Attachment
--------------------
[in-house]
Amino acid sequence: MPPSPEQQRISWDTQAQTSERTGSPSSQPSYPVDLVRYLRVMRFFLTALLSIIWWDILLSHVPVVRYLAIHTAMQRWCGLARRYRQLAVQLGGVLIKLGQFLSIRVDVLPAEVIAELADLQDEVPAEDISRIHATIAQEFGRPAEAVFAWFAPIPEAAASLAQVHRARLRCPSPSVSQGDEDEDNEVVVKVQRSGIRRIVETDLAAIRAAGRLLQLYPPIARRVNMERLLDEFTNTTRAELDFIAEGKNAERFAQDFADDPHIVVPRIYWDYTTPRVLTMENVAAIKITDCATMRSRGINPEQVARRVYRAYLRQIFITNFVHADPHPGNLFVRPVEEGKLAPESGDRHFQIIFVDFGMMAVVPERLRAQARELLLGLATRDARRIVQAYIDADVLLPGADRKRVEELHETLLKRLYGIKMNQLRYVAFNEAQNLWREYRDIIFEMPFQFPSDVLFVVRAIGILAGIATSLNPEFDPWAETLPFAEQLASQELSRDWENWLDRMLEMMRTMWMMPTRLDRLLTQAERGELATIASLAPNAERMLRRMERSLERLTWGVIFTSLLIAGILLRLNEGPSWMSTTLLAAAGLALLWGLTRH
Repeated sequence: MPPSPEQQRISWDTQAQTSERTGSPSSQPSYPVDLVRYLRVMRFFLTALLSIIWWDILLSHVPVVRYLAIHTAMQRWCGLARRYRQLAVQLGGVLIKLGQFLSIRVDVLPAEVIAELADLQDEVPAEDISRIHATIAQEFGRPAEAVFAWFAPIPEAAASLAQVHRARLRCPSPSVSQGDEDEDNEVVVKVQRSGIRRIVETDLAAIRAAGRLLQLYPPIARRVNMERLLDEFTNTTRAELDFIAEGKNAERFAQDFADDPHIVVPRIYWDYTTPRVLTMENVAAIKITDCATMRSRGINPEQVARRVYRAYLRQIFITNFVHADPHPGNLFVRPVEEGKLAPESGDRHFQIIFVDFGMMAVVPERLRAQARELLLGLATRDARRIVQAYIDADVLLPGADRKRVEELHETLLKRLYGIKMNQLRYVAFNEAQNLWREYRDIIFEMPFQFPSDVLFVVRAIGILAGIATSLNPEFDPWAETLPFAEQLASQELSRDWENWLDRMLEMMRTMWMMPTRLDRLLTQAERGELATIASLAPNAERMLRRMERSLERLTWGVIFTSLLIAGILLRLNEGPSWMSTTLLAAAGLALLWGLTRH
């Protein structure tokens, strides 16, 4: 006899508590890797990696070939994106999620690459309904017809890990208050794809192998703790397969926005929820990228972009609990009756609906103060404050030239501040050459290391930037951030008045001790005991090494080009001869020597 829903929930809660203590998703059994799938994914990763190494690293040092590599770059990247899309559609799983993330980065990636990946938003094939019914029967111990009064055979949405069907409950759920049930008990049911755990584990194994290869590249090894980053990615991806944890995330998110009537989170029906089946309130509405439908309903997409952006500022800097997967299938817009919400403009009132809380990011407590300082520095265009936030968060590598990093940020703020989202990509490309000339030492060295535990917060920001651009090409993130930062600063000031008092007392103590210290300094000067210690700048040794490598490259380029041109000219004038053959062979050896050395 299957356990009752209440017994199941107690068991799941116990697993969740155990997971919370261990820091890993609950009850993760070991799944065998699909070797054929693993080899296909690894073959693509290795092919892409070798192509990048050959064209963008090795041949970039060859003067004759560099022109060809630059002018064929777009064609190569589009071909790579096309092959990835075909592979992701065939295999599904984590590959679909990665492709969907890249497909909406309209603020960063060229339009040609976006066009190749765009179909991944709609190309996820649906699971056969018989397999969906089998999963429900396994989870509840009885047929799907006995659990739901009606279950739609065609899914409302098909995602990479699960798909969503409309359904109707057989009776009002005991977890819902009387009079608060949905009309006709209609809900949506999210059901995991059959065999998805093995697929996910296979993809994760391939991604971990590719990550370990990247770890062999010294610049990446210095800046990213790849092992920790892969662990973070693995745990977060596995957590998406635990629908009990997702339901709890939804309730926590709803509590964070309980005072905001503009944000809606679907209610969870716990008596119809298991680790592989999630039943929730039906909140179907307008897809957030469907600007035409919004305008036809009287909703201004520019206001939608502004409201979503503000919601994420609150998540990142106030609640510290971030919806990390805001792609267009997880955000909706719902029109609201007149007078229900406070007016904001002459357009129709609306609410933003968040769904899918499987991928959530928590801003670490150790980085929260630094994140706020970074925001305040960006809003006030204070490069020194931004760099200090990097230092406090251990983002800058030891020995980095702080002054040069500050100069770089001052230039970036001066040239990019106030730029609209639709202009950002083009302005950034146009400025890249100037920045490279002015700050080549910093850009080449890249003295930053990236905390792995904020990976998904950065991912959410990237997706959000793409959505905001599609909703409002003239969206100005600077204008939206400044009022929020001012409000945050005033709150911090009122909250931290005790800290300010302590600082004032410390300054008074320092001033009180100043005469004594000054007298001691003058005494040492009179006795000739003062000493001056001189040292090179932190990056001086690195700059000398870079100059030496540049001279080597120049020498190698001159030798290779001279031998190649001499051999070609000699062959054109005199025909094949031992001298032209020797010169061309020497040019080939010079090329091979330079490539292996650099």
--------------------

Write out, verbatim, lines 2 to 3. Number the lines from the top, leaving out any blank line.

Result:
Amino acid sequence: MPPSPEQQRISWDTQAQTSERTGSPSSQPSYPVDLVRYLRVMRFFLTALLSIIWWDILLSHVPVVRYLAIHTAMQRWCGLARRYRQLAVQLGGVLIKLGQFLSIRVDVLPAEVIAELADLQDEVPAEDISRIHATIAQEFGRPAEAVFAWFAPIPEAAASLAQVHRARLRCPSPSVSQGDEDEDNEVVVKVQRSGIRRIVETDLAAIRAAGRLLQLYPPIARRVNMERLLDEFTNTTRAELDFIAEGKNAERFAQDFADDPHIVVPRIYWDYTTPRVLTMENVAAIKITDCATMRSRGINPEQVARRVYRAYLRQIFITNFVHADPHPGNLFVRPVEEGKLAPESGDRHFQIIFVDFGMMAVVPERLRAQARELLLGLATRDARRIVQAYIDADVLLPGADRKRVEELHETLLKRLYGIKMNQLRYVAFNEAQNLWREYRDIIFEMPFQFPSDVLFVVRAIGILAGIATSLNPEFDPWAETLPFAEQLASQELSRDWENWLDRMLEMMRTMWMMPTRLDRLLTQAERGELATIASLAPNAERMLRRMERSLERLTWGVIFTSLLIAGILLRLNEGPSWMSTTLLAAAGLALLWGLTRH
Repeated sequence: MPPSPEQQRISWDTQAQTSERTGSPSSQPSYPVDLVRYLRVMRFFLTALLSIIWWDILLSHVPVVRYLAIHTAMQRWCGLARRYRQLAVQLGGVLIKLGQFLSIRVDVLPAEVIAELADLQDEVPAEDISRIHATIAQEFGRPAEAVFAWFAPIPEAAASLAQVHRARLRCPSPSVSQGDEDEDNEVVVKVQRSGIRRIVETDLAAIRAAGRLLQLYPPIARRVNMERLLDEFTNTTRAELDFIAEGKNAERFAQDFADDPHIVVPRIYWDYTTPRVLTMENVAAIKITDCATMRSRGINPEQVARRVYRAYLRQIFITNFVHADPHPGNLFVRPVEEGKLAPESGDRHFQIIFVDFGMMAVVPERLRAQARELLLGLATRDARRIVQAYIDADVLLPGADRKRVEELHETLLKRLYGIKMNQLRYVAFNEAQNLWREYRDIIFEMPFQFPSDVLFVVRAIGILAGIATSLNPEFDPWAETLPFAEQLASQELSRDWENWLDRMLEMMRTMWMMPTRLDRLLTQAERGELATIASLAPNAERMLRRMERSLERLTWGVIFTSLLIAGILLRLNEGPSWMSTTLLAAAGLALLWGLTRH